These are the WheetAh I’m talking about. I’m no artist, but you can see the basic design, and I’ll add they “walk” by spinning (like the Masters in John White’s TRIPOD books). So, I’ll take that as a confirmation that it’s possible. My big problem STILL remains how would intelligent plantimals (I need another word, apparently “plantimal” is used in some sort of video game.) Maybe Kleptees* (instead of EeTees)…

How do plants ACT? Hmmm…let’s start out with what they “are” first.

WHAT are plants?

-single cell or multicellular organisms
-they make their own food (photosynthetic and contain a green pigment called chlorophyll, which enables plants to convert energy from the sun into food
-store their food as starch
-rooted to one place (some can orientate leaves towards the sun; some respond to touch)
-cell walls are rigid as they’re made of cellulose.
-life cycle of plants includes both a sporophyte and a gametophyte, ‘alternation of generations'
-lack central nervous system

How they act?

-anticipate future conditions by accurately perceiving and responding to reliable environmental cues
-exhibit memory
-alter behaviors depending upon experiences
-communicate with other plants, herbivores and mutualists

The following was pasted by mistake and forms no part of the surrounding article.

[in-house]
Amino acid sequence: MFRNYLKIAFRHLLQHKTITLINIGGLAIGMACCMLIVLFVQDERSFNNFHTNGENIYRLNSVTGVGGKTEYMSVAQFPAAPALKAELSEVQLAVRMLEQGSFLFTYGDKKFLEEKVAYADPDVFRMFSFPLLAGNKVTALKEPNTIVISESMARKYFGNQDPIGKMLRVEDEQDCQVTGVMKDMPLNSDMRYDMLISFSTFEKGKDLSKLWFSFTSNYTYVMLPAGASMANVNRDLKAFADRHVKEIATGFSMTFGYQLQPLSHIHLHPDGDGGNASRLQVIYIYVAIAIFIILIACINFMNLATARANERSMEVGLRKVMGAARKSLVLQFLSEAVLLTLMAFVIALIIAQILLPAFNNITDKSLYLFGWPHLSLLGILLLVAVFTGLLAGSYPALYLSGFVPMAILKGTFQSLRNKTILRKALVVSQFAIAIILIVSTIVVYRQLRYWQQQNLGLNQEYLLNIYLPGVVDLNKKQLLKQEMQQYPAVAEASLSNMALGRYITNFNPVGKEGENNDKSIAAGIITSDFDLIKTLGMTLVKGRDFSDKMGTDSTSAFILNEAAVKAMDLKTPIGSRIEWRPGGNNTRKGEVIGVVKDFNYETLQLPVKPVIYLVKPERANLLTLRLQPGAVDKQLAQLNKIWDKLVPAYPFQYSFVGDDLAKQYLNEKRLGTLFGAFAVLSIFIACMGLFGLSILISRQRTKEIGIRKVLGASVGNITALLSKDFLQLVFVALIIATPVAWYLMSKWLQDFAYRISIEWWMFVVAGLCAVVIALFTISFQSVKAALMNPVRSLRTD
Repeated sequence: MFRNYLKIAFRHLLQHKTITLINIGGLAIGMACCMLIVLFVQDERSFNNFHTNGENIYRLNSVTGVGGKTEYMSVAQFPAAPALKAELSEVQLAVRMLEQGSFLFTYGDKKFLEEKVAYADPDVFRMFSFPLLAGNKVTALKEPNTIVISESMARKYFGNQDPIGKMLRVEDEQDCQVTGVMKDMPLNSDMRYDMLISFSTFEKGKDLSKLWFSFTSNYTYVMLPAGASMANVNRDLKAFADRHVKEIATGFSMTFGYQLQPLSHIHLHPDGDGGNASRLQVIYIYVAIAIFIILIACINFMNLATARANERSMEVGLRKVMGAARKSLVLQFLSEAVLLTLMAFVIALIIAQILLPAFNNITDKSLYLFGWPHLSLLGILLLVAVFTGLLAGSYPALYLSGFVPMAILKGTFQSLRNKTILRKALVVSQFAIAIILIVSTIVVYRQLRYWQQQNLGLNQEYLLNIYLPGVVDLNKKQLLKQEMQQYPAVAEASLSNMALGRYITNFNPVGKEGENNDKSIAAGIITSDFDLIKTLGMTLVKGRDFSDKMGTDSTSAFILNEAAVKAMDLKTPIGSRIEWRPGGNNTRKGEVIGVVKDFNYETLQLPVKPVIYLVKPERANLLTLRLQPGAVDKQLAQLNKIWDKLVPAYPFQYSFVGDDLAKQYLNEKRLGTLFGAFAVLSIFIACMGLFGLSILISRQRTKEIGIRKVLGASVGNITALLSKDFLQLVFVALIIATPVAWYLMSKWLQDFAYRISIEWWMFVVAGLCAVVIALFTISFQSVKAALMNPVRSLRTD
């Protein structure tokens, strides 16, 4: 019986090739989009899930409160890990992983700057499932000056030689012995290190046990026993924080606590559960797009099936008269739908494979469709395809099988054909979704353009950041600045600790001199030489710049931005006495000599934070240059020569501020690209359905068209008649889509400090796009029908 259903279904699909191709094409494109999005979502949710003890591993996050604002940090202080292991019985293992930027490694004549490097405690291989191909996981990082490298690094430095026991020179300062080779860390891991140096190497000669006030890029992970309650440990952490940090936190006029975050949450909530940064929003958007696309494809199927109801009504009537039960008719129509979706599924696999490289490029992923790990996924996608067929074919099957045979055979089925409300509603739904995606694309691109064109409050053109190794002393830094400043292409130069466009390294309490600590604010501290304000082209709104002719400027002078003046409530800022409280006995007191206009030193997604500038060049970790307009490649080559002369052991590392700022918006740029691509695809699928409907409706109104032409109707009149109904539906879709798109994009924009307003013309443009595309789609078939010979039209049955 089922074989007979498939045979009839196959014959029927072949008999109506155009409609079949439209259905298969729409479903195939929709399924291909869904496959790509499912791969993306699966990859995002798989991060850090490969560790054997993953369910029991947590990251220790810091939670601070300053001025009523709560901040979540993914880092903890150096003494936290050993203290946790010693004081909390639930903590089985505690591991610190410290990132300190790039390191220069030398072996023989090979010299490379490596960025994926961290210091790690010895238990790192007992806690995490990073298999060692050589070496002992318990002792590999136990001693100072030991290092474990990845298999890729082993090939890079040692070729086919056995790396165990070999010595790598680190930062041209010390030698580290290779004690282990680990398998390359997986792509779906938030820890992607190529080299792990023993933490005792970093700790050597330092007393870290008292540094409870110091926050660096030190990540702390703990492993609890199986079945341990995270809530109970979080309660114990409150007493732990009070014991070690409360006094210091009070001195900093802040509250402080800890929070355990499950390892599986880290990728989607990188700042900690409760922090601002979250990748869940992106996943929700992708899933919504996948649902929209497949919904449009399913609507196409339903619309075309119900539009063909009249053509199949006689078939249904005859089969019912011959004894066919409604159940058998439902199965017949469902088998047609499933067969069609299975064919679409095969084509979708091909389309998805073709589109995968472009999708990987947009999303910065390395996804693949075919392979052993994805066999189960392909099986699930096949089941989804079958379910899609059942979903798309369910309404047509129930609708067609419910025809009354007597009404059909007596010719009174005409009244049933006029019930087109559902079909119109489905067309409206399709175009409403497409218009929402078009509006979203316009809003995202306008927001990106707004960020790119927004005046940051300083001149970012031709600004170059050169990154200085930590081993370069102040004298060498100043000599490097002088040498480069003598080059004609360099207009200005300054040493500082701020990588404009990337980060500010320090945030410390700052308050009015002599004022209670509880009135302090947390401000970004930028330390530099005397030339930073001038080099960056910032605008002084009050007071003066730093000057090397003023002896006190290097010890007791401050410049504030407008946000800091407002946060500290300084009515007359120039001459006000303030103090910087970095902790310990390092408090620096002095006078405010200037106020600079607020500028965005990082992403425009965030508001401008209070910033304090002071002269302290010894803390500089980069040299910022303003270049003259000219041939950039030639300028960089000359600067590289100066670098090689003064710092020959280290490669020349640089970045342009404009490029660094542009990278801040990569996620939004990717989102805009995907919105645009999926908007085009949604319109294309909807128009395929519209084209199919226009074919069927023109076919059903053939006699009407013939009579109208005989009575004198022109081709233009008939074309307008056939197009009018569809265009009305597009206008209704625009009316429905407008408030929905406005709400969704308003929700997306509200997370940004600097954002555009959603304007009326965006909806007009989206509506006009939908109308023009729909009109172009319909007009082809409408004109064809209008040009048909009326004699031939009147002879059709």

-emit cues causing predictable reactions in other organisms
-respond to cues
-adapt to spatially and temporally heterogeneous environments
-evolved plastic response systems

So – do plants act like Humans in funny green suits? They SHOULDN’T…yet, I may have made them do just that. So, I have work to do as I think this all through…

Expect more about the WheetAh as I continue to grow them (no pun intended) into the ALIEN ALIENS they are and as I develop them into more alien aliens.
* Kleptees instead of E.T. or ETee or EeTee or

Middle Dutch cleppe (“rattle used by lepers”); klep f (plural kleppen, diminutive klepje n) English = hatch, visor, valve, (slang) mouth; (obsolete) a rattle used by lepers to alert others of their presence
Indonesian: klep
Papiamentu: klèp

Etymology 2: Verb; From Dutch klep, from Middle Dutch cleppe (“rattle used by lepers”): klep (first-person possessive klepku, second-person possessive klepmu, third-person possessive klepnya) (English = valve); Polish; Pronunciation Verb: klep, second-person singular imperative of klepać; English;  “clap”

Image: My own